Pampa Daily News from Pampa, Texas on February 11, 1935 · Page 3
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Pampa Daily News from Pampa, Texas · Page 3

Pampa, Texas
Issue Date:
Monday, February 11, 1935
Page 3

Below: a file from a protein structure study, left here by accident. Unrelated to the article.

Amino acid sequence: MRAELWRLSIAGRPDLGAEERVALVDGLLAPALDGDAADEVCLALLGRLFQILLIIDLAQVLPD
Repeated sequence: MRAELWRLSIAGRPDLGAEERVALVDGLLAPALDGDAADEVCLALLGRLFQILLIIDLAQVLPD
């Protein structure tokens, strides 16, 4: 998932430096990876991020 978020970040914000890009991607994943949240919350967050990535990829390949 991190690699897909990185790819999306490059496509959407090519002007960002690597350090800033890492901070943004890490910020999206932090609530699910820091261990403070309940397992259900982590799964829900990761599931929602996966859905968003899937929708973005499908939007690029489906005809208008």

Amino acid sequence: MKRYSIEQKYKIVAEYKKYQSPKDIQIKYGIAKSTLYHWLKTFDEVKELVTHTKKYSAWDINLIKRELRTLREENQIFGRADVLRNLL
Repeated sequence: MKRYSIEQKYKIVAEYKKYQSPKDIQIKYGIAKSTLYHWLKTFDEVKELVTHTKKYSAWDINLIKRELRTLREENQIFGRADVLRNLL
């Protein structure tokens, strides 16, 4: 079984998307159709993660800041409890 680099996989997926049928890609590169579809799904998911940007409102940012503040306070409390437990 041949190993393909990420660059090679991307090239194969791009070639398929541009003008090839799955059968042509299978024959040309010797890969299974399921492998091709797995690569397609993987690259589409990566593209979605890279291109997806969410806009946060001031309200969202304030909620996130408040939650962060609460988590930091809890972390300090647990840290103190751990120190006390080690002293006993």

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¥ EVENING, 11, 1986, £AM*»A DAILY NEWS, Pftfflp*, •llere this JWOT COMMON OLDS Relieve the distressing symptoms by applying Mcntholatum In nostrils and rubbing on chest. ALLiSOn, BORGER AND PAMPA FAVORED TO WIN The District 1 basketball tournament will be played in Pampa February 22 and 23, but as yet the participating teams have not been de- tei'mitted. Tournaments or home- and-home games are scheduled for fh'is week-end to decide winners. 'Five or six teams will enter the 'stwo day struggle, with Pampa being one of the teams. Pampa, being a Class A school, does not have to compete to enter the finals. Other teams In Gray county made an agreement to play Carson county teams for bl-sectional honors, the Winner to meet the team winning in Donley and Armstrong counties. • Panharicllc, {apparently «,has the Gray^Carson sedtlon In Its grip. Clarendon and Hedley are leading In the other section and the winner will have to be decided before this Week-end when home-and-home games will be played. Wheeler county is a section in itself and teams in that county will meet in Mobeetle this week-end to decide a winner. Mobeetie and Wheeler appear to be the strongest teams in that section. '-.A., tournament is scheduled to be held in Miami this week-end to determine the winner of tho Roberts- Htemphill county division. Allison has the inside track at the present time. , ,In the north division the Borger Bulldogs have apparently clinched things although they will have to meet Perryton In another game Friday night to be on top safely. • Higgins 'has' won the Llpscomb division and will probably come to the-- tournament without meeting any bi-s<rtional winner. ' Only boys' teams will play in the tournament. The girls' division has not been determined and method Of playoff is- unknown here. ^. • Boblet Records Are Shattered •;• For Olympics *. . .LAKE PLACID, N. Y., Feb. II. , f^— The twisting Mt. Van Hoven- berg run, its boblet re'cords .already shattered in two days bl death-defying performances, 'echoed today .with .the crackling of four- man bobs as the battle for places on Uncle Sam's 1936 Olympic team reached new heights . The. largest gallery since the 1932 Olympics focused its attention on 26-year-old Ivan Brown of nearby Keene Valley, who turned in the astounding single heat time of one minute and 54.84 seconds for the mile and half in placing first in the two man trials over the weekend. His superlative skill in handling his boblet over the week-end gave his. a four heat total of seven minutes and 45,69 seconds, almost five seconds better than the record sel last, week in the national A. A. U ..championships. Each of his four heats was faster than the time made by J. Hubert Stevens of Laki Placid in winning the Olympic two man title for the United States. Gilbert Colgate Jr., of New York former Yale university athlete piloted his sled to the same tota time as Brown, but Olympic rulei provide the single fastest. : » Tornado Wrecks Arkansas Must Face Jack Gray This Week-End (By The Asnoclftted Press.) Six victories behind them In a dazzling dash for the Southwest ohference pennant, the University f Arkansas' Kaeorbacks will Invade Texas this week-end for a paif of rucial tilts at Austin with a weak- ned but scrapping University of Texas quintet. The undefeated string the Pork- rs have recorded Is likely to be ilackened with a licking in the two- game series, for Jack Gray, in- incible Steer forward, showed all he earmarks of his old self Saturday night at Houston in caging 21 joints against Rice. Critics look for he Porkers to drop at least one of he two important games. Southern Methodist, in s econd >lace and gathering speed, are doped to take the Texas Aggies at lollege Station Friday night but ate no better than even against Rice Institute's Owls Saturday night at Houston. Baylor rates a nod over Texas ihristlan in the battle of the basement at Fort Worth Saturday night. Rice drubbed Texas, 49 to 36; Arcansas licked Baylor twice, 37 to 27 ind 48 to 30; Southern Methodist defeated Texas Christian, 36 to 20; then pasted the Aggies, 44 to 21, and the Aggies took it out on Texas Christian, 40 to 30, in last week's games. Vj ! 103 Homes and Damages Others V,. GRAPELAND, Feb. 11. (If}— iRei ijjross officials checked the tornado Stricken section, of East Texas to (Jay for more persons in need o r capitalization and rehabilitation .liipvements speeded up. - -i Laslting winds destroyed 10 hiunes and seriously damaged 14 others, officials said. Refugees wer housed In achoolhc|uses 'and it neighbors' homes until permanen quarters could be established fo those left homeless. A. L- Evans, midwestern disaste relief director for the Red Cross, re ported 23 seriously injured and 6 Others less Seriously hurt, in ad di(,loiv to 12 deaths, as the toll o the storm which struck Frlda night. • •--•••• Colder weather added to the mis b JUSTICES MAY TAKE ADVANTAGE OF HOLIDAY •WASHINGTON, Feb. 11 (/P)— The possible consequences of a decision in tho $69,000,000,000 gold clause cases tomorrow—Lincoln's birthday—were debated in official circles today as other matters temporarily engaged tho supreme court. Worn threads of speculation snapped Saturday by the court's announcement that it will announce no opinions today, were spun together again, quickly here. The possibility of a gold ruling tomorrow was suggested by the fac that all markets in this country wil be closed. This would give the government 24 hiours to take steps to meet any situation arising from a verdict. Some officials, who declined to be quoted by name, expressed concern however, over advantages which such timing of the decision mlgh give foreign speculators They pointed out foreign markets wil operate as usual tomorrow and some of the exchanges overseas will open the next day five hours ahead o those in the United States. Many observers regarded nex Monday, February 18, as the likelies date for a verdict. That will be a regular opinion day, at ths end o which the justices plan to reces until March 4. Pondering whether or not con gress had the right to invalidat promises to pay in gold or its equiv alent, contained in an estimatec $100,000,000,000 of- public and prl vate contracts, the court has shown no indications of haste in delivering the momentous decision. If the de cision went against the governmenl the contracts would call for pay ment of $169,000,000,000 in tlvs pres ent devalued currency. ery of the refugees. Roads wer blocked as heavy rains continue! to drench thie section. In Leoi •tfxwnty foidr flersdns in )need o medical attention were stranded i a wind-torn house because, of im passable roads. Temporary relief measures cen tered at the Archie Murray farm 10 miles west of here. Ten negroe were killed and 31 houses demol ished when the storm struck th farm. ^ SONGS OF A PRINCESS NEW YORK—Princess Barbar Hutton Mdvani will blossom fort shortly as a lyric writer, she ha written the lyrics to three songs t be published late this month. Els Maxwell, who gives those very in teresting parties, wrote the musli but she will not say much about i She did say the songs form a suit called "Peking Pictures," and Law rence Tibbitt will include them ii his repertory. *• V. H. Bliss of Skellytown was visitor In Pampa Saturday night. JOE CRONIN DECLARES NIGHT BASEBALL IS JUST 'BIG ME <• .SAN FRANCISCO, Feb. 11. W)— 'Jo? Cronin thinks night baseball is a "big joke" and hopes, the American 1 league w|ll never play it. , The <'boy 'Manager" of the majors, Whose sale jo-the Boston Red Sox by Washington' a- few months ago set tongues, wagging over the biggest deal-}n',the history of the garoe, is emphati? in the belief that owl bajebajl, .'is £• f?$ jmd' pothlng ejse. "Sure, I know it will draw," said Pronip. "80 would'football, on rpll- er skates. It still doesn't make night baseball a good game, "in my opinion," "They have been playing it nearly a hundred years in day time. It fias survived the worst depres* 1 nia,de money. I don't know reason now why they start m*k|ng a circus side t>ow of it; It's a gwxe -where the gf the eye is ' matched "The element of danger alon would turn me against night bal if nothing else. Imagine standin up against the fast ones of a Wa ter Johnson, Lefty Grove or School boy Rowe." Cronin sizes up the America league race this season as a '"merr scramble" with 1 six clubs in th thick of it. Cleveland, petrpit, Ne York, Philadelphia,' Washington an his own team can hoist the pen njRiit next fall without causing 1 an surprise, h| -his opinion. ' Cronin salutes Babe Huth as th greatest figure the game has hac •"I'm sorry to bave^hiin come to th end of .his full time playing day fie was a friendly rival and a fin sportsman. |t may be the bl? ohanc for tow GehriB. Ths Yanks' first; sqcfeer has the slugging Quajifica tlons and he cpi develop, showman ship. B,ut In our iifwiuve I doubt there \vill lie ANHANDLE SEMI * PRO LEAGUE OKAYED AT AMARILLO The proposed Panhandle semi- ro baseball league may become a eality Friday night when baseball moguls of the Panhandle meet at o'clock in the Herring hotel in .marlllo. The move, recently advo- ated by the Pampa Dally NEWS o stimulate baseball in this see- on, Is hoped to bring six strong earns into a league. Managers and sponsors of all ,rong baseball teams in this see- on of the Panhandle are invited o attend the meeting. Officers, in- luding a president, vice-president, ecretary, and treasurer, win be lected if it is voted to organize uch a league. Discussion of the chedule and form of league opera- ion would also be in order. Already the 'fast Pampa Road Gunners, Coltexo of LeFors, Philps of Borger and Huber of Borer, have thrown their bats and loves into the ring and announced eady. The Shamrock Oil company has ecided that Amnrillo should have baseball team, nnd with the sup- iort of a few interested citizens let last week and appointed a base- all committee composed of W. M. McCarty, Dr. T. B. Jones, Bill Becchler, Frank Farley, Glen Greene, John Holley, nnd C. B. 3reen to start selling signs on the ence at Metro park in the first nove to raise money for lights and earn expenditure. The purpose of tho Amarillo- Shamrock baseball club, according ,o Dan Sheehan of the Shamrock ompany, is not to make a lot of noney but to bring baseball back f> Amarillo, in past years one of he bcsti baseball cities in the outhwcst. The Shamrock Oil company has \ number of well known baseball ilayers on their pay roll, and te making space for more players in he organization. The shortening of vorking hours and necessity of placing more men to work Will make the team possible. "We may not have the best team n the world the first year, but we will present a team capable of claying the best teams in the southwest," W. M. McCarty, Amarillo spokesman, said. President Karl Roff and Manager Grover Seitz of the Pampa load Runners have not announced ;heir plans for the 1935 season. The Soad Runners, strongest team In /he southwest in 1934, have lost several star players. Among those who will be missing from the Roac Gunner lineup this season will be Freddy Bi^ckeU, sen&utional outfielder who will report to Albany and maybe go to Washington; Whitey Vaughn, who has moved to Michigan; Gordon Nell, first baseman and slugger, and Pete Stegman, who have gone to Coltexo of LeFors; Don Ben, catcher, who has returned to Oklahoma, and Howarc Wells, shortstop, gone to Forl Worth. LeFors has, on paper, one of the strongest teams to date. The Col- texo lineup, which has 'not been officially released, will reveal many new faces. Huber of Borger has been strengthening it is reported Phillips of Borger is also on the warpath according to information being received here. The question confronting the league sponsors is where a sixth team can be found. That questioi may be settled Friday night, when the sixth team may develop. Optometrists Of Section Attend Meeting In City An important meeting of the ex tension program of the Te'xas Op tometrio association was (held ir the office of the Owens Optica clinic here yesterday with Dr. 1 M. Montgomery, president, presld ing. Many important subjects wer presented and discussed in th hour-hour session. Meetings ai- held monthly in different cities i: the area. Those attending the meetin were Dr. Montgomery, Dr. J. M Hyden, Dr. Fi'edi G. Roame, Dr. L N. Pitman, Dr. R. J. Benson, Di Robert Benson, Dr. and Mrs Charles W. Gillis, and Miss Brag all of Amarillo; Dr. and Mrs. C M. dough of Plainview; Dr. V. R Jones of Shamrock; Dr. O. E. Wor rell of Clovis, N. M.; Dr. Pau Owens and Adrian Owens, o Pampa. Illness Fatal .To Mrs, Gillespie, A 17-Year Resident Following a short illness, Mrs. H. A. Gillespie, 35, died in a local hospital late Saturday night. Mrs. Gillespie had resided in the Laketon community for 17 years. She was an active clujb worker, being correspondent for the Laketon Home demonstration club. Mrs. Gillespie is survived by her husband and threte children, Venice Ann, Ralph Haggard and Harry Manson. Other survivors are four sisters, Mrs. A. Converse, Mrs. Herman Jones and Mrs. J. C. Farrington, all of the Pampa community, and Mrs. George Benton, New Laguna, N. M., and three brothers, Ralph, John and Dave Turcott, all of the Pampa community. Funeral service's were to be conducted at 2:30 o'clock this afternoon in the Central Church of Christ with the Rev. E. M. Borden, astpr, officiating. Burial will fol- ow in Falrview cemetery. Pallbearers named were J. Evans, ohn White, R. O. Carter, Melvin Roberts, Leo Paris and Clyde Gray. Flowers were to toe in charge of fas. Will Benton. \ew York A. C. Games Will Be Held Saturday NEW'YORK, Fob. 11. (IP}—The ew York A. C. Games, oldest of he indoor meets, will be renewed or the 67th time Saturday night with one world's record virtually n the bag and four more in serious [anger. As track men have it doped out, he world's indoor record for the hot put will almost certainly go nto the discard and the indoor ecords for the half mile, the mile, he high jump and the pole vault also may be displaced. Jack Torrance, 300-pound behemoth from Louisiana state, is the bogey man" who promises to do he present shot put record no good whatever. Torrance holds the outdoor record of 57 feet one inch and Sexton's indoor record of 52 feet B% inches appears to have no hance whatever of surviving the southerner's mighty tosses. Lloyd Harm's indoor half mile record of 1:512-5 will be subjected ,o attack by Charles (Chuck) Hornbostel, Indiana's crack half-miler and perhaps by Elton Brown, na- rional junior 800 meter champion from Pittsburg (Kan.) Teachers college. Glenn Cunningham's mile recor< of 4.08.4 always is threatened when Cunningham, Bill Bonthron and Gene Venzke get together 'as they will in the Baxter mile. Republicans of Panhandle Will Meet Tomorrow AMARILLO, Feb. 11 (/P)— Leadin republicans of the state have bee' invited to a Lincoln day banque here February 13. The anniversary of Lincoln's birti is an annual rallying date for re publicans throughout the nation bu this year will he the first observanc held here, local G. Q. P. leader said. They plan to make the Ama rillo banquet an annual affair. W T. ,'Pheiffer, wjlbur C. Hawk Hugh Exum, and S; E. Fish ha,v been selected as members of th poroinlttee £» arrangements. , *-—^^^ • . Mrs. Uda Ramsey of Mtam shopped in the city Saturday af ARCHITECT DIES WACO, Feb. 11 (/P)—Sam Herbert 74, architect who designed many early-day Texas court houses, died yesterday. Among the Waco struc- ;ures he designed were the old auditorium, the Natatorium hotel, the old city hall and the first Cotton Palace, all now destroyed. In recent years he had been a building inspector. O' Riley Richardson of White Deei ;ransacted business here Friday. THIRST CHACO'S SEVEREST TRIAL RELATESBRITON War In Desert Described By Young Soldier COACH HOPES TO RUB OUT DEFECTS IN NEXT 12 DAYS With the championship of the Panhandle Class A basketball league safely tucked away In their own bailiwick, the Harvesters and their coach, Odus Mitchell, today looked ahead to the district tournament which will be held here in exactly a dozen days. The fact that two more games remain to be played in the Panhandle Class A league cannot disturb the Harvesters leadership with six game won and two lost. Each of the other four teams, Aniarillo, Lubbock, Plainvlew and Borger, has lost at least three games. Amarillo will play at Borger this week, and Lubbock will go to Plainview. Both the Sanclles and the Westerners are scheduled to lose their final games. Plainview has Improved mightily in the last few weeks, beating the Sandiss on the Amarillo court. Borger should whip the Sandies on their own court. Saturday night the (Etai'vcsiters will play the Canyon Eagles on the local court. Coach Mitchell today was trying to match a game here with Hedlcy for Friday night. If he does not succeed he will seek another foe for the home court. In any event, there will be games here Friday night. Heclley's team Is reported to be less potent than last season when it won the district tournament from Pampa. The 18 to 17 victory over Borger Saturday night did not end the Harvester-Bulldog rivalry. Borgei Is almost certain to win the Spear- man-Pcrryton-Borger championship for the'right to enter the district meet here. If Pampa and Borger should meet in the tourney anothei terrific battle is promised, with the Harvesters only slightly favored Pampa has a good chance to win the tournament for the good reason that the Harvesters have whipped all' the strong contenders, but this fact in itself means little due to the improvement of the teams. Coach Mitchell is not at all satisfied with his team yet. The boys have not reached the peak, and he will drive them hard during this week and next. The boys still have habits on the floor that have almost proved disastrous at times He hopes to correst those glaring faults in the next two weeks. Thi guard position which Edward Scot holds down in the starting lineup has developed into a troubulou situation. When Scott is not playing Rose is, and last Saturday nigh when neither performed satisfac torily, Mitchell sent in Aaron Hunter, a second stringer, who im mediately justified ithe coach's choice by sinking the prettiest fiel goal of the game. Hunter was instructed to shoo from all angles of the court. He dii so, missing pretty ones. Finally, h. assumed an impossible stance and the ball swished without touchin, the ring. The game was much rougher thar the one with Lubbock Friday night and that's saying a whole lot. A BY GEORGE JORDAN, Associated Press Foreign Staff. SANTIAGO, Chile, Feb. 11 (/flit took Ralph Codfna, young English adventurer, one month to convince Bolivian authorities that he was not a spy, then they made him a ieu- ,enant in the army and sent him into the Chaco Boreal to fight against Paraguay. "What is tl^e worst of the fight- ng?" I asked him. "The thirst and the heat,' he said. He called the Chaco a solid waste of brush, shadeless trees, and giant cacti. Nature takes 60 per cent of the war's thousands of dead, preying on the men with heat, mosquitoes, nalaria, cholera:, dysentery, unbearable thirst, and venomous snakes and insects. There Is danger from the enemy bullets, said Codlna, but there Is worse danger, when you hack your way through jungle, from the deadly coal snakes, no bigger than a; pencil, whose bite is regarded as certain death. Not so deadly, but much more numerous, are rattle snakes and the reptile called the aspi. About 80,000 men arc fighting in a climate where Codina has seen ;he thermometer reach 131 degrees, ,hcn change within a few hours to freezing. Men in his command who threw away even their precious mosquito nets to escape tho heat suddenly found themselves shivering in south winds sweeping across the pampas from Tierra del Fucgo and the antarctic beyond. When it rains, Lhe desert becomes a swamp wiU> men knee-deep in water. "Most of the fights are between patrols,' Codina said. "You probably never see the men you fight. You go by your hearing, listening for the other fellow cutting his way through the brush with machetes just as you arc doing. When he sounds to be withjin 30 or 40 feet of you, you blaze away through the trees with ma'chinc guns and submachine guns like gangsters cio. "If you hear a yelp, you hit something. If bullets come back at you, you did not' GOLFERS TREK BACK TO FINISH OAKMONT MEET one time, the teams stopped to watcli a threatened fight in tho grandstand which was precipitated when a Pampa fan yelled, during 11 quiet moment, "If you want to get rough, why doncha get rough in football." POTATO YIELD HUGE PLAINVIEW, Feb. 11 (/P)—Although he realized no cash profit, Albert Sammann, who farms northeast of here, made enough money out of his white -potato crop to buy a potato digger and u potato planter. Sammann watered his 30-acrc crop 18 times and used about 2,700 gallons of gasoline and 15 gallons of oil at a cost of about $225. His yield was about 240,000 pounds when he sold for $1 per hundred pounds. ALLRED TO TALK AUSTIN, Feb. 11 W)—Governor James V. Allred said today he planned another "fire side chat" with the people of Texas over a statewide radio hookup at 7:45 tomorrow. The talk will deal with state affairs. GLENDALE. Cnlif., Feb. 11. (!?}— Newly crowned champion of the Agua Caliente open, Henry Picard, 28-year-old Hershey.Pa., pro, headed the parade back here today for the completion of unfinished golf business, the Oakmont Nassau tournament. Picard, in his first appearance in the winter tours of the Californias stepped cut with a 70 on the final round of the below-the-border championship yesterday to finish with a 286 total, winning his second important title in 11 years of play. His prize money was $1,000. Because of his fine finish at Agua Caliente with sub-par 70s on the last two rounds, Picard was favored to capture the title here. He was in front by two points when the tournament was rained out a week ago with two rounds of match play remaining. Second to Picard in tho close finish yesterday were Willie Goggin, San Francisco, and Harry Cooper, Chicago, with 72-hole totals of 288, to get $500 each of the $5,000 prize money. Ky Laffoon, Chicago and Jim Dcmnret, Galveston, Tex., tied for fourth, four strokes back of Picard. They collected $385 each. Four were deadlocked at 201. There were Wiffy Cox, the defending champion, Harold McSpadcn, Kansas City, Kns., Jimmy Hines, Long Island, and Byron Nelson, Texarkana, • Texas. Their winnings were $257.50 each. MoSpaden, in posting a 67 yesterday also picked up $63.40 as ten per cent of the pari-muluel lake thereby increasing his earnings to $2,884.65 as the leading wage earner of the winter golfing army. „«. DE MOLAYS TO MEET Pampa Chapter Order of DC Molay will hold a special meeting Monday evening at 7:30 at the Masonic hall. This meeting has been called for the purpose of practicing botii degrees, and all members are urgec to attend. MENTHOLATUM Gives 'COMFORT Daily tt 700 prefer nose drops, oer throat spray, call for the NEW Mentholatom Liquid, a Modified Formula,In handy boMIe wtlh di upper. Buy your made-to-measure suit at Kees & Thomas. (Adv.) PHONE 36 HA Reliable treatment, 10 all parts. LAB. M. P. DOWNS Automobiles Loans DR. G. C. BRUCE SPECIALIST Practice limited .to the treatment of Ge&lto-Uriaary, Blood and Skjd Ijiseasey' Fornjeriy <^iHot Springs Ar- btnsns *n<j Anutffyo, Tcxa*. / (19;' 57 nuum «y. 3 First National JBank Bids. 'ampa / TexM MECHANICS THAT KNOW HOW A g-arago can be equipped with all the modern machinery that is known, but unless capable mechanics are employed to operate the machinery, satisfactory work cannot b^e assured. WE HAVE THE MACHINERY AND WE HAVE THE MECHANICS THAT REALLY KNOW HOW TO /GIVE/ YOU FIRST QUALITY WORK. / / GARGE AcpBs the Street West of Schneide^ Hotel ' Everybody Most IT'S BIGGER, too .,. more room inside < , . more luxury in finish and fittings... all at no increase in price I New Plymouth Cl Only Plymouth gives you All Four: of Weight in the famous "Airflow" eats nc^ give Plymouth the same IoaingxRide." New-type springs, shock^alreorbers and sway eliminator end bumps, jolts and lurches. In your own way, by your own stand- rds, compare Plymouth with the other low-priced cars before you buy. On display at all Dodge, De Soto and Chrysler dealers. Ask about the Official Chrysler Motors Commercial Credit Plan. 1. GENUINE HYDRAULIC BRAKES 2. SAFETY-STEEL BODY 3, DISTRIBUTION OF WEIGHT -type fen est its s so beyonq argi s strea TO 20% LESS GA& & OIL Still one of tut lowest-priced cars built) f^P aBff ffRHMfll ^^P ^^w ^^? f^^^^^ ^^B ^^P ^f ^^P ^^BJ^P^ "^^Ul^r wff ,^^¥ f™ff perfected scientific